Teeth Hurt in the Cold? It is Not Normal

Break Your Child's Soda Habit Now To Avoid Lifelong Dental Problems

As a parent, you probably already know that soda is an unhealthy choice for your child. However, once your child gets into the habit of drinking soda regularly, that habit can be tough to break. Many parents allow their children to continue drinking soda simply because they're not sure how to wean them off it is successfully. As a result, many of those children suffer from lifelong dental problems such as tooth decay and weak tooth enamel.

If your child reaches for soda on a daily basis, it's essential that you break this habit now. Waiting will only make the habit harder to break and will give dental problems more time to set in. Don't feel guilty that your child has developed this habit; you're not alone. Studies have indicated that at least one in four school children consume at least four servings of soda a day! What's important now is that you act quickly to make your child one of the four out of five who don't drink that much soda.

Why Soda is So Bad For Teeth

The sugar in soda is notoriously bad for teeth. It feeds oral bacteria, which produce acids that cause tooth decay. The effects of sugar are even worse when your child drinks soda between meals, since the sugars may sit on the teeth for hours before your child eats something else or brushes his or her teeth again.

There is a second, lesser-known reason why soda is so bad for teeth, and it has to do with the soda's acidic qualities. The acid in soda helps it maintain its fizz, but it's also terrible for teeth. It can erode tooth enamel, especially on the front teeth, since they come into direct contact with the soda as your child drinks.

Some parents mistakenly think it's okay for their children to drink soda when they are young, since they still their baby teeth will fall out anyways. However, this is not the case. Your child's baby teeth play an important role in guiding the adult teeth into place as they erupt, and it is essential that you keep them in good health.

How to Break the Soda Habit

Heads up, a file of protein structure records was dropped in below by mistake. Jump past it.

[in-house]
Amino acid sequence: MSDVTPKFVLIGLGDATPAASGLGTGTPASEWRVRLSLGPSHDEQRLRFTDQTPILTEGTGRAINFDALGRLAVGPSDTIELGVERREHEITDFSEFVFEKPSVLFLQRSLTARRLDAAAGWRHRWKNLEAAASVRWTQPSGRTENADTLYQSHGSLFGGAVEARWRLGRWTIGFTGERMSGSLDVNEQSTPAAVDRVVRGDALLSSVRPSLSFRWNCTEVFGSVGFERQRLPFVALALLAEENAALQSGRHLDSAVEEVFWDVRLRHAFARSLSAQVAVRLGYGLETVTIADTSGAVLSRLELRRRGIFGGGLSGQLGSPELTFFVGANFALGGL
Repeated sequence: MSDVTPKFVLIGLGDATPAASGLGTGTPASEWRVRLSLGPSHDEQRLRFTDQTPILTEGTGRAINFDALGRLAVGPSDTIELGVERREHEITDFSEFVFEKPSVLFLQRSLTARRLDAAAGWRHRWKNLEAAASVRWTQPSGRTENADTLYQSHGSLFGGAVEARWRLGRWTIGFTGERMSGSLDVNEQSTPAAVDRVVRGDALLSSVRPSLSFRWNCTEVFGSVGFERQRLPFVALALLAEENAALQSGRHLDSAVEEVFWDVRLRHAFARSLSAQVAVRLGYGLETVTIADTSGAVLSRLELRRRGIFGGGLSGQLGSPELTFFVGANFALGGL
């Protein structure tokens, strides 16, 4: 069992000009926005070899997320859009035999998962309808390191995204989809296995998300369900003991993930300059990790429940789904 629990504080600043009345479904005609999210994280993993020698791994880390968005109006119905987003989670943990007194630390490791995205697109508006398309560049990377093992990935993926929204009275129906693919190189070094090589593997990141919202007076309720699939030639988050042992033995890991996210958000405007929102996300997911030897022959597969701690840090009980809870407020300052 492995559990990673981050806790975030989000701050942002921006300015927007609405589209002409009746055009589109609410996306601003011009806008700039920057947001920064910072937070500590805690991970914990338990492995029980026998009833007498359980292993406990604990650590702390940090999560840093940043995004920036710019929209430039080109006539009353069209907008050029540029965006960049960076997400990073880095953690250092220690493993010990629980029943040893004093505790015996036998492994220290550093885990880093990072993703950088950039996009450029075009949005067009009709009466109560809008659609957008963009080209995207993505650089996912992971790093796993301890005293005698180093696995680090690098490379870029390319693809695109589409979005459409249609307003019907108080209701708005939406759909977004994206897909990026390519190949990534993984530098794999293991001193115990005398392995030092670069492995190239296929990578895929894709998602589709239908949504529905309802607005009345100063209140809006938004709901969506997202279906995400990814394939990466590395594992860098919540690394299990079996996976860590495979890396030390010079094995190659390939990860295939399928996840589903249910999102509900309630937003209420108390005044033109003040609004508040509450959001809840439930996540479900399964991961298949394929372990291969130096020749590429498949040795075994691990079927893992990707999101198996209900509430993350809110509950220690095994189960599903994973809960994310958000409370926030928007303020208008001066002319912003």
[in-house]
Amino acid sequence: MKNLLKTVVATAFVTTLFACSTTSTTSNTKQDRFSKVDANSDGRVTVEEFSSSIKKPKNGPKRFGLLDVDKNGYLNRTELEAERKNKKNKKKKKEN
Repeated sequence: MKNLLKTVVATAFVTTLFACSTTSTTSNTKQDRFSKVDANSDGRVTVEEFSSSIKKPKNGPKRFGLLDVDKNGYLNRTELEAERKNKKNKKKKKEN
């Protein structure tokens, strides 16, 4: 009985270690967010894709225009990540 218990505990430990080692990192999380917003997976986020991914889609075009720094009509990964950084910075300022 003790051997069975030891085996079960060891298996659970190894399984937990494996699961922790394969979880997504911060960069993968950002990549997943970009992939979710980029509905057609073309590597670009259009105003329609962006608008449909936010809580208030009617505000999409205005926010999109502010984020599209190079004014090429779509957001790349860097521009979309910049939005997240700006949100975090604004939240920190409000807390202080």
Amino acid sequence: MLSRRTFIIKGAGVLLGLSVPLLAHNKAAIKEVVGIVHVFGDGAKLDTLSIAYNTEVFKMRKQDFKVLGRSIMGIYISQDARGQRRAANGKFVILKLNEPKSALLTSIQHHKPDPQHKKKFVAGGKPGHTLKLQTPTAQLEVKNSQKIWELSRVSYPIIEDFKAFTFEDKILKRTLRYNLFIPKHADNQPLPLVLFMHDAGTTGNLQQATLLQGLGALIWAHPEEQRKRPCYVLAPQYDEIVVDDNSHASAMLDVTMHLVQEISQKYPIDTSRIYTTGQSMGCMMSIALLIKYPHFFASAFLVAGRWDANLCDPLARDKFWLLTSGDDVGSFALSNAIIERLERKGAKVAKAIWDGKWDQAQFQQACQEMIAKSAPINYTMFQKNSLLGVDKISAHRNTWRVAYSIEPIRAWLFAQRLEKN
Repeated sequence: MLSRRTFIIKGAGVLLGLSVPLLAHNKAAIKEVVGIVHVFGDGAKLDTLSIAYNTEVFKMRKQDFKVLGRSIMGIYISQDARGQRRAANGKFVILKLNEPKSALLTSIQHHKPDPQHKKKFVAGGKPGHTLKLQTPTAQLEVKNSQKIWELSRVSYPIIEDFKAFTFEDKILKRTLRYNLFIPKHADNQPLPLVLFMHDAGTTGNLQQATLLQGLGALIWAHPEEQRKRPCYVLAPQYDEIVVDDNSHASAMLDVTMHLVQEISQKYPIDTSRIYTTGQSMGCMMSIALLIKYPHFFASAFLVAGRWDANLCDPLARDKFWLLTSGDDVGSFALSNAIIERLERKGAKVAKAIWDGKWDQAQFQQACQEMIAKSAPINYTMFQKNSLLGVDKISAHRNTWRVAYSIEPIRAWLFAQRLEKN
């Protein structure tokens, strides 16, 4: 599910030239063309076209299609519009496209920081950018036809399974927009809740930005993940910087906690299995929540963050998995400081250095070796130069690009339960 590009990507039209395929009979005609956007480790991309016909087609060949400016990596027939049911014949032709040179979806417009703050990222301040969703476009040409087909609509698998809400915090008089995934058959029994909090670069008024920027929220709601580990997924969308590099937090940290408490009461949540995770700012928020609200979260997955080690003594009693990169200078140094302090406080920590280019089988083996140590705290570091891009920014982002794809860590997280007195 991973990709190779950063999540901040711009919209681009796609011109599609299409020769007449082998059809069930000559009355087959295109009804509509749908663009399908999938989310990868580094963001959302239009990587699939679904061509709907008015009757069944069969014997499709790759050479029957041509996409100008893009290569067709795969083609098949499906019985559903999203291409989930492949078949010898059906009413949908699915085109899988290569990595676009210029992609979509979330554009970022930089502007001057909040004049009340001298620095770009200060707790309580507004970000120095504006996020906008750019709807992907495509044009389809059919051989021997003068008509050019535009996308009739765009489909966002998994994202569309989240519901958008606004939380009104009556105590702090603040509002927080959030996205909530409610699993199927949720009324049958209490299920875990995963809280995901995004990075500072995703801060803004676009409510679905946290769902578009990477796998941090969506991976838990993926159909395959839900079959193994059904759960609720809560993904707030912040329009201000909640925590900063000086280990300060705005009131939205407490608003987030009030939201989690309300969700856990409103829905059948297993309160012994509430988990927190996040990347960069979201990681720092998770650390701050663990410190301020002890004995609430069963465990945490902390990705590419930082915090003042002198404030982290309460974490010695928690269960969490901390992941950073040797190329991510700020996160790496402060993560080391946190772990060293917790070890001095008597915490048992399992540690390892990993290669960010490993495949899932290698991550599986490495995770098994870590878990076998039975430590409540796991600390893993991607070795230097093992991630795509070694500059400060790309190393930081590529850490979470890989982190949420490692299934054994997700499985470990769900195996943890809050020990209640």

A good way to break the soda habit is to slowly decrease your child's intake over time. Like any other habit, this one is hard to quit cold turkey. However, if you wean your child off of soda slowly, he or she will have an easier time adapting to the change. Start by identifying how often your child drinks soda right now. Perhaps he or she drinks one soda with each meal, or maybe it's just one soda a day.

Once you know how often your child drinks soda, it's time to scale back. For example, if your child drinks three sodas per day, start by cutting out one of those sodas. When your child gets used to this change, eliminate an additional soda, followed by elimination of the final soda after several weeks. Replace the sodas with healthier choices, such as milk and water. Remember that even diet soda is not a healthy choice, since it still contains the acids that erode tooth enamel.

Your child may be reluctant to reduce his or her soda intake. To help get him or her on board, spend time time discussing the dangerous of soda. You can also ask your family dentist to reiterate to your child how bad soda is for the teeth. Often, hearing advice like this from someone other than a parent will make a child more willing to follow it.

Another way to motivate your child to quit drinking soda is to offer him or her some type of reward when soda is no longer a part of the daily routine. Perhaps you could take your son or daughter to the new skate park or to see a movie in the theater to celebrate the accomplishment.

It's never too late to quit soda and prevent future dental problems. Whether your soda-sipping child is three or thirteen, make today the day you start weaning him or her away from this dangerous beverage.